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47 political leaders ask council why green light was withdrawn from West Cumbria Mining

Aerial CGI of Woodhouse Colliery mine site

Forty-seven MPs and political leaders have spoken out about the decision by Cumbria County Council to reconsider plans for an offshore mine in Whitehaven.

The letter has been signed by 47 Parliamentarians, alongside Mike Johnson, deputy leader of Allerdale Borough Council, Mike Starkie, mayor of Copeland and Ben Houchen, mayor of Tees Valley.

It has been sent to Stewart Young the leader of Cumbria County Council.

The county council has approved planning permission for the mine three times, but announced recently that it would reconsider the proposal in light of Government’s action on climate change.

The letter’s authors said: “West Cumbria’s mine fits perfectly with the Government agendas for net zero by 2050 and levelling up; with our the 10 point plan for a Green Industrial Revolution and with the aim to upskill our workforce to strengthen regional and local economies.”

Trudy Harrison, Copeland MP, said: “As the requirement for steel and dependence on coking coal continues, it makes no sense to turn a blind eye and offshore our emissions whilst turning away £165 million of inward investment.

“West Cumbria Mine will be a world leading, low emission, environmentally conscious development in a world where the transition from fossil fuel dependency to clean energy generation is wholly reliant on steel, for the long- term.”

Mr Starkie said: “Last week Cumbria County Council should have issued the relevant permits in line with the planning decision to West Cumbria Mining.

“It is shocking that instead of doing just that they have sent it back to the planning panel to reconsider for a fourth time.

“This decision to delay and put at risk huge investment and jobs into our local economy is just another example of how poor they are. Local Government reform and the demise of Cumbria County Council will not come a moment too soon.”

Mark Jenkinson, Workington MP, said: “I am incredibly disappointed by Cumbria County Council’s short- sighted and 11th-hour decision to consider the application for Woodhouse Colliery for a fourth time.”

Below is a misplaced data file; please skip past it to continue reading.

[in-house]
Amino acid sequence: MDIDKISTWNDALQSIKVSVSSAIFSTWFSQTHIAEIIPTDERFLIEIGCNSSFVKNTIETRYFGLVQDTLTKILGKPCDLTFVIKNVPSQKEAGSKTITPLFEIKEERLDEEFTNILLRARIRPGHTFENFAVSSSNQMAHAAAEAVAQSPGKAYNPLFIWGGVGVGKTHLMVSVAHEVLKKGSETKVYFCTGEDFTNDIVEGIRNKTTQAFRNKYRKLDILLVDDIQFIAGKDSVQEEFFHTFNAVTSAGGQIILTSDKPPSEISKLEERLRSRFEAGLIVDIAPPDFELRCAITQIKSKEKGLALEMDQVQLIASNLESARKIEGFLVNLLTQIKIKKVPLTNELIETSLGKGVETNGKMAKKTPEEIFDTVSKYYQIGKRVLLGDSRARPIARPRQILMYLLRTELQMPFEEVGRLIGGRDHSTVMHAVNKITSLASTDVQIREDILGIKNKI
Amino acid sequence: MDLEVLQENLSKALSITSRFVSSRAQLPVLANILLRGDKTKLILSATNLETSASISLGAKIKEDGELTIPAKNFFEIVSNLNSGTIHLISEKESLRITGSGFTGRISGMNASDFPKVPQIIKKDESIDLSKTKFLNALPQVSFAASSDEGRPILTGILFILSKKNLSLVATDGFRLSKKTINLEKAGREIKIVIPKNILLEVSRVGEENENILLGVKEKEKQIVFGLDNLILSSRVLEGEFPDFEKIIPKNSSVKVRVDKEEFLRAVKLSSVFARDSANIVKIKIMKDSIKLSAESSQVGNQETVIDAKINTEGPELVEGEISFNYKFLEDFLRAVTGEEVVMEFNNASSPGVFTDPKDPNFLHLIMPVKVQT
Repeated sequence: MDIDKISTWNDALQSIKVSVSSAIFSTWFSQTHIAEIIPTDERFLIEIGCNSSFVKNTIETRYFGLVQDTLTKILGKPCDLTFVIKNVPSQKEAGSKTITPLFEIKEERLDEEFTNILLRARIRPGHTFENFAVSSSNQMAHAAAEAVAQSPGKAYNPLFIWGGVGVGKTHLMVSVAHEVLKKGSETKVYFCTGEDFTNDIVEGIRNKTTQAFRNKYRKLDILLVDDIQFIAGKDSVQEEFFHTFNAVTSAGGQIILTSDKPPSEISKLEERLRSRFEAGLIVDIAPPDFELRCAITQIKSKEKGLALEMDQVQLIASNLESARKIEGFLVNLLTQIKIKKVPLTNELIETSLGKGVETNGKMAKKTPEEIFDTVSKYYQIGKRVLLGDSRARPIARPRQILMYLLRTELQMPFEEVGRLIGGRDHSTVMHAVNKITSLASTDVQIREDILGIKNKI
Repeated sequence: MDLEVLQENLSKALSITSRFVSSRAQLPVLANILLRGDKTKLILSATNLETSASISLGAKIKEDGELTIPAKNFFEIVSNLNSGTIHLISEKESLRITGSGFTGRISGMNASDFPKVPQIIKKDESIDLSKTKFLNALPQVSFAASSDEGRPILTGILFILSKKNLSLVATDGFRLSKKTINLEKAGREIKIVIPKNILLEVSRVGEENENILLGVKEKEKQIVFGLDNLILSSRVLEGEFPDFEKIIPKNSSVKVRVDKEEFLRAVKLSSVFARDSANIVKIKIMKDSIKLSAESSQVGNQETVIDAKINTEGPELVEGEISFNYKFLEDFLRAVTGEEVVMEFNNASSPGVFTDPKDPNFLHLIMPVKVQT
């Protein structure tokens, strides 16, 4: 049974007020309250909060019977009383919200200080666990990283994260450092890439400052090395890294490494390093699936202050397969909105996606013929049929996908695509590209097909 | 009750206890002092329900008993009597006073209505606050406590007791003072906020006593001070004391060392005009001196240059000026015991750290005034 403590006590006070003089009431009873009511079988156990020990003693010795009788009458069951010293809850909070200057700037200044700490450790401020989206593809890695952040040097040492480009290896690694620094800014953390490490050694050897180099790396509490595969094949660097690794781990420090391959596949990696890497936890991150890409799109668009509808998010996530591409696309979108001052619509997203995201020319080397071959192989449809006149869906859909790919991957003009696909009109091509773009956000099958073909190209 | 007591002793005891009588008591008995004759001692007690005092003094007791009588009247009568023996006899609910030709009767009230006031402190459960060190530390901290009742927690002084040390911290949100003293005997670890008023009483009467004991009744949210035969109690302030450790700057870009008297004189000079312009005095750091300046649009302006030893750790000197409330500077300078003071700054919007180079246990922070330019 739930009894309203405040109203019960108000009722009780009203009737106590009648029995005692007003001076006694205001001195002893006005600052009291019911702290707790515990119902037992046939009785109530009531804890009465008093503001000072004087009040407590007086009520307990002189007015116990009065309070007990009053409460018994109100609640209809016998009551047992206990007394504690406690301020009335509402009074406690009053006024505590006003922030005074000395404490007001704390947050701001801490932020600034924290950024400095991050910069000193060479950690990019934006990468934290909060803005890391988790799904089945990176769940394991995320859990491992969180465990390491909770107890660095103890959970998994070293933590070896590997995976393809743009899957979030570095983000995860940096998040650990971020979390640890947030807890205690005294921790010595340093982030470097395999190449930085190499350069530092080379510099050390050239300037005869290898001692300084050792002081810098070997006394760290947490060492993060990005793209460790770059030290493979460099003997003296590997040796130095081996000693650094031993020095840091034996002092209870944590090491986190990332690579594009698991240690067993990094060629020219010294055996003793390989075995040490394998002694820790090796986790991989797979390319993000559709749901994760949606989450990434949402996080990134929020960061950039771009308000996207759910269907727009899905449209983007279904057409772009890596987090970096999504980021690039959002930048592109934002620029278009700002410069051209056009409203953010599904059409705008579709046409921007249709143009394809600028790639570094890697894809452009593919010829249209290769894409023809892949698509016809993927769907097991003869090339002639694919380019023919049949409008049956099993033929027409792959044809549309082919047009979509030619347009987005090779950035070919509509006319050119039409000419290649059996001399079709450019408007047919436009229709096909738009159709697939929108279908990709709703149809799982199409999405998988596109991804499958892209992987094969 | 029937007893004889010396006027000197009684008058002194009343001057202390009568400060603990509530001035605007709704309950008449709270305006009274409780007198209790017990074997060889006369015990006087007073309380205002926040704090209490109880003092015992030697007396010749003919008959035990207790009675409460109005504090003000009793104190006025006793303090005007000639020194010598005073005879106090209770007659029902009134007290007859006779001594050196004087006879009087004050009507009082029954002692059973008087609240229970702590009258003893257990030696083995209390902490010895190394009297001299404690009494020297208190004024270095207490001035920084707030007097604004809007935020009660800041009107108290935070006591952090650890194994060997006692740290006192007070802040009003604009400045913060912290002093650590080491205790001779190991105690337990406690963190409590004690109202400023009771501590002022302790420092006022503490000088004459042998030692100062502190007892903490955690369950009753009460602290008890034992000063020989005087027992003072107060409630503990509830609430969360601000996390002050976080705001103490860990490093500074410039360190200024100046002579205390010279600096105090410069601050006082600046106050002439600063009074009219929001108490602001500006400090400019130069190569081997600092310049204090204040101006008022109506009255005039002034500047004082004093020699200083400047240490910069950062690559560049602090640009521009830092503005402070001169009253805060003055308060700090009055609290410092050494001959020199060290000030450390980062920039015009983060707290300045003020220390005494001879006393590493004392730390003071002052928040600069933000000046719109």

Simon Fell, MP for Barrow and Furness, said: “Steel underpins every single renewable technology that we need to employ to hit our net zero target and we cannot make that steel without coking coal.

“The choice we face is whether to offshore the carbon debt of mining coking coal to countries like Russia and accept the huge environmental and humanitarian cost of doing so, or to allow this mine to proceed and wrap our own high environmental standards around it.

“We simply can’t pretend that this is all someone else’s problem, and pat ourselves on the back for hitting Net Zero 2050 while outsourcing the problem elsewhere.”

John Stevenson, MP for Carlisle, said: “This is a significant investment which will make a substantial difference to the local Cumbrian economy and the lives of many individuals and families who live there.

“As has been said many times this is coking coal used for a particular purpose which would otherwise have to be imported with all the implications for carbon targets.

“There are therefore a variety of benefits to home mining that can fit in with our carbon commitments.”

Mr Johnson said: “It is staggering that Cumbria County Council feels the need to revisit this planning application for a fourth time, having had it approved three times already.

“This feels like a wholly unnecessary process and not the best use of public funds.

“I would be interested to know who has made this decision and why?

“As deputy leader of Allerdale Borough Council, I was to see growth. The jobs and the investment that West Cumbria Mining will provide is certainly welcomed by me.”